Archaeology and Looting in The Sims 3: World Adventures

There is a game that I have been playing for a few months now called The Sims 3: World Adventures that, while there is no mention of archaeology in the description, still manages to perpetrate misconceptions about what archaeologists do.

In this game, the player can send their Simulated people to China, Egypt, or France. Egypt has pyramids, the great Sphinx and Abu Simbel. The Chinese town is located right next to The Great Wall, and has its fair share of famous tomb sites. France has mausoleums and a Celtic circle. While at these locations, players are prompted to complete quests given by the locals, the majority of which require that players explore the tomb of so-and-so to retrieve a Relic of a certain value. Along the way, the player is encouraged to pick up any artifacts or relics that they can find.

This game pays homage to Indiana Jones, and looks like a combination of Indy and the Lara Croft Tomb Raider series. A lot of the tombs require that you first locate a key before you can gain access. One feature that might amuse true archaeologists, is that you can Analyze a relic you found no matter your current location. Your Sim will stand there for a few seconds and ponder the item in question, after which they will have narrowed down its age to ‘Very Ancient’, ‘Ancient’, ‘Very Old’, ‘Old’, or ‘Contemporary’, and also how much more or less the relic is worth than their initial appraisal. And of course, the older something is, the more it is worth. There are also a variety of dig sites scattered throughout the world in which you can dig up items of varying worth, including trash. Broken artifacts are worth less than whole or complete artifacts. The trash has no value at all, other than to disgust your Sim and prompt them to say, “Who put that there??”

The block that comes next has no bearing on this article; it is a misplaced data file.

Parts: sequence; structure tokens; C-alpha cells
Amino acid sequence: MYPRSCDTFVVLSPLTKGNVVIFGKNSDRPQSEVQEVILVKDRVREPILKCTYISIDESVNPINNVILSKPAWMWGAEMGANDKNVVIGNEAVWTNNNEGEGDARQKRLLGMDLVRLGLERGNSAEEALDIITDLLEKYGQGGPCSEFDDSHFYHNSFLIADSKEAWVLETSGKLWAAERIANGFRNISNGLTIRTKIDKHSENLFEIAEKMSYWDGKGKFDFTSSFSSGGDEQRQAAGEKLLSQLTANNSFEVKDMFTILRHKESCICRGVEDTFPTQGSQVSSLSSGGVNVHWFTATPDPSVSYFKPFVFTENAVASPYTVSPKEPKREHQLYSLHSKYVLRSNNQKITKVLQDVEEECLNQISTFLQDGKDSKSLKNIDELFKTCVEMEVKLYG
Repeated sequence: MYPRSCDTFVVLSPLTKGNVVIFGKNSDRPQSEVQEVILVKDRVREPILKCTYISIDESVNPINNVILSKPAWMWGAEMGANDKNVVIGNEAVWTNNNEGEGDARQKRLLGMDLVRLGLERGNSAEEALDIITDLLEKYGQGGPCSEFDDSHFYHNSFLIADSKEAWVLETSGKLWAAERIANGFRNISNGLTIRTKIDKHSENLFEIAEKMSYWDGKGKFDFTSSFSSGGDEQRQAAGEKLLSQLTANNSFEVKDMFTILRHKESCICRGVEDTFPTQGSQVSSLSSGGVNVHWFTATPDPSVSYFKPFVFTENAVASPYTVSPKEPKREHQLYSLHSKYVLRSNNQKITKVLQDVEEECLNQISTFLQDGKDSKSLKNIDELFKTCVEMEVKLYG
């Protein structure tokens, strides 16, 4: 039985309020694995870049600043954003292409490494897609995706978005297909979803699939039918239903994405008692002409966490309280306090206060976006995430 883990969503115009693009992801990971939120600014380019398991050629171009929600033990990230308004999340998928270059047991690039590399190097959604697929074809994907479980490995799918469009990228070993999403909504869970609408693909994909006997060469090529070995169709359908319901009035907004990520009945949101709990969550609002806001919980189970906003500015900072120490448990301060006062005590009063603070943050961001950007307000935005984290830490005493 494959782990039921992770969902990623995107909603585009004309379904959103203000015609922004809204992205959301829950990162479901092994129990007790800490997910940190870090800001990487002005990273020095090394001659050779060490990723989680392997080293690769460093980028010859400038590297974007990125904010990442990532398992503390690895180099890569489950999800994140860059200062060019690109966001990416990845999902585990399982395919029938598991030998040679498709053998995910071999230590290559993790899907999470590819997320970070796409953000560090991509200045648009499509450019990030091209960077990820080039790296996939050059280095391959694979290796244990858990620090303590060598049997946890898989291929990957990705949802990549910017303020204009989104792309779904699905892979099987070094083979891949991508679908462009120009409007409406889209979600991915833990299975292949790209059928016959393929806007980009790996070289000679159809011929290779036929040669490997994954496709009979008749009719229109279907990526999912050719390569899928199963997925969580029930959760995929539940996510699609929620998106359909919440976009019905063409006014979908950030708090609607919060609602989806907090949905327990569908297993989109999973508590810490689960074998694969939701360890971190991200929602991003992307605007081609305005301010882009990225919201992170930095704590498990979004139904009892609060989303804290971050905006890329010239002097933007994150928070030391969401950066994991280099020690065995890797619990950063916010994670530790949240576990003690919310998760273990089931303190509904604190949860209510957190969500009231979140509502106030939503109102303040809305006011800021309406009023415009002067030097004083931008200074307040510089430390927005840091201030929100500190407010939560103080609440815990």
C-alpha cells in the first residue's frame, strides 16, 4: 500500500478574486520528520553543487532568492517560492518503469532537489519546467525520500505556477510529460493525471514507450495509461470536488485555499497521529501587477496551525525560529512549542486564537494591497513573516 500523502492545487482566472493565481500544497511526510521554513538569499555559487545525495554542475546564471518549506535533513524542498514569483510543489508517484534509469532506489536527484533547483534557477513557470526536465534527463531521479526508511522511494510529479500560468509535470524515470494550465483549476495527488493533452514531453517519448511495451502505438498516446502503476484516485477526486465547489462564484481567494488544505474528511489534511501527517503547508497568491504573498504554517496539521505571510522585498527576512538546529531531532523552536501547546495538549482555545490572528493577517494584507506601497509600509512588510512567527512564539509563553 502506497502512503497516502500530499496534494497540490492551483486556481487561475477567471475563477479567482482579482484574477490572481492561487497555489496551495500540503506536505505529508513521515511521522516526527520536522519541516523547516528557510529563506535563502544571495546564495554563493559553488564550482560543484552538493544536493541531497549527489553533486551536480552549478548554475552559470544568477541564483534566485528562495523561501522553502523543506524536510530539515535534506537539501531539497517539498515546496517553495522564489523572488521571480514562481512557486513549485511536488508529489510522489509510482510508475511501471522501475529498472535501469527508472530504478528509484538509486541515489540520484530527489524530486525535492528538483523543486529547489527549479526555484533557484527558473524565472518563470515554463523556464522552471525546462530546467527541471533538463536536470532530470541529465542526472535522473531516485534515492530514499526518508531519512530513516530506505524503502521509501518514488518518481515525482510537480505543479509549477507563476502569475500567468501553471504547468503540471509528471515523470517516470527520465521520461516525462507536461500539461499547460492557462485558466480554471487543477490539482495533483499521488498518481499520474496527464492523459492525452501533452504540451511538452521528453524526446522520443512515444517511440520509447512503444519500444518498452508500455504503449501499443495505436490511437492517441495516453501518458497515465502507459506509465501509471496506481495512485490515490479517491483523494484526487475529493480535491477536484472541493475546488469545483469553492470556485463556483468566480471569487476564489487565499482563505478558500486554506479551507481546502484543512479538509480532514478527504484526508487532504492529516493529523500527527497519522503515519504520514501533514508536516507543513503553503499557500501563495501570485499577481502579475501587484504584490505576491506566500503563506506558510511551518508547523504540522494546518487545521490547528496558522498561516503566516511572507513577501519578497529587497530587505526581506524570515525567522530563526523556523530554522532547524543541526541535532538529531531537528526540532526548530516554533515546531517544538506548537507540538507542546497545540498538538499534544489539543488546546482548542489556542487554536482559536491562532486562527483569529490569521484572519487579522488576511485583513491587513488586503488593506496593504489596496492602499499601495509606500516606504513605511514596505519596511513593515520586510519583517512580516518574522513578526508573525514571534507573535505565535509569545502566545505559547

As we have all learned in class this week, an item’s ‘worth’ is derived from what an item can tell us about our past, not on how much money can be made by selling it. This makes trash just as important as artifacts. On pages 71-75 of chapter 4 of Wendy Ashmore’s Discovering Our Past, we learned that an important aspect of analyzing an artifact has to do with the context in which the artifact was found. There is much more to analyzing an object than just looking and contemplating; one has to consider the composition of the Matrix, the layers in Provenience, the Association with other objects in the Matrix, and the Context in which all this information is found.

While The Sims 3: World Adventure seems to promote and encourage looting and gives misinformation on the true process and worth of analyzing artifacts, it is nevertheless a fun game to play with. The Features and monuments are beautifully crafted and designed, and if you don’t take the looting and pseudo-archaeology in it too seriously, then it is a game worth checking out.

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